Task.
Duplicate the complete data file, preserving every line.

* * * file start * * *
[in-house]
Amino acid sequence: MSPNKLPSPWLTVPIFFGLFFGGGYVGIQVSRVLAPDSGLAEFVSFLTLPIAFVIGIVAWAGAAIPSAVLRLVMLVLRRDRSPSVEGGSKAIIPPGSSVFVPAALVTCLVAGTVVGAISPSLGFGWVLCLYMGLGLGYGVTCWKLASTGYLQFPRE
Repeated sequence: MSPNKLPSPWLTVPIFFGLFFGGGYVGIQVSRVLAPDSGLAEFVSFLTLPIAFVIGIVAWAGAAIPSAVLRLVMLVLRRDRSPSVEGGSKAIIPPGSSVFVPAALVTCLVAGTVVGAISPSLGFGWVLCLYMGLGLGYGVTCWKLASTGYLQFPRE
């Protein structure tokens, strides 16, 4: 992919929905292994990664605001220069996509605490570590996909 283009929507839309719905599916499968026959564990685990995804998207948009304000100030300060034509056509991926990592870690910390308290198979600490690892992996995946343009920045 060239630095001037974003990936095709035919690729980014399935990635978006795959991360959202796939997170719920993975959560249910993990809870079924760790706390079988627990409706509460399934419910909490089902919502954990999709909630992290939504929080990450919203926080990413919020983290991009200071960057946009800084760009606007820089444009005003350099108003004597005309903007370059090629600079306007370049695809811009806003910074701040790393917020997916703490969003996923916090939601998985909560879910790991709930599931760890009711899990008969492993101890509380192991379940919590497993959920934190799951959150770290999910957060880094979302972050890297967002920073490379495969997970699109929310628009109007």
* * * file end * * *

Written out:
[in-house]
Amino acid sequence: MSPNKLPSPWLTVPIFFGLFFGGGYVGIQVSRVLAPDSGLAEFVSFLTLPIAFVIGIVAWAGAAIPSAVLRLVMLVLRRDRSPSVEGGSKAIIPPGSSVFVPAALVTCLVAGTVVGAISPSLGFGWVLCLYMGLGLGYGVTCWKLASTGYLQFPRE
Repeated sequence: MSPNKLPSPWLTVPIFFGLFFGGGYVGIQVSRVLAPDSGLAEFVSFLTLPIAFVIGIVAWAGAAIPSAVLRLVMLVLRRDRSPSVEGGSKAIIPPGSSVFVPAALVTCLVAGTVVGAISPSLGFGWVLCLYMGLGLGYGVTCWKLASTGYLQFPRE
């Protein structure tokens, strides 16, 4: 992919929905292994990664605001220069996509605490570590996909 283009929507839309719905599916499968026959564990685990995804998207948009304000100030300060034509056509991926990592870690910390308290198979600490690892992996995946343009920045 060239630095001037974003990936095709035919690729980014399935990635978006795959991360959202796939997170719920993975959560249910993990809870079924760790706390079988627990409706509460399934419910909490089902919502954990999709909630992290939504929080990450919203926080990413919020983290991009200071960057946009800084760009606007820089444009005003350099108003004597005309903007370059090629600079306007370049695809811009806003910074701040790393917020997916703490969003996923916090939601998985909560879910790991709930599931760890009711899990008969492993101890509380192991379940919590497993959920934190799951959150770290999910957060880094979302972050890297967002920073490379495969997970699109929310628009109007």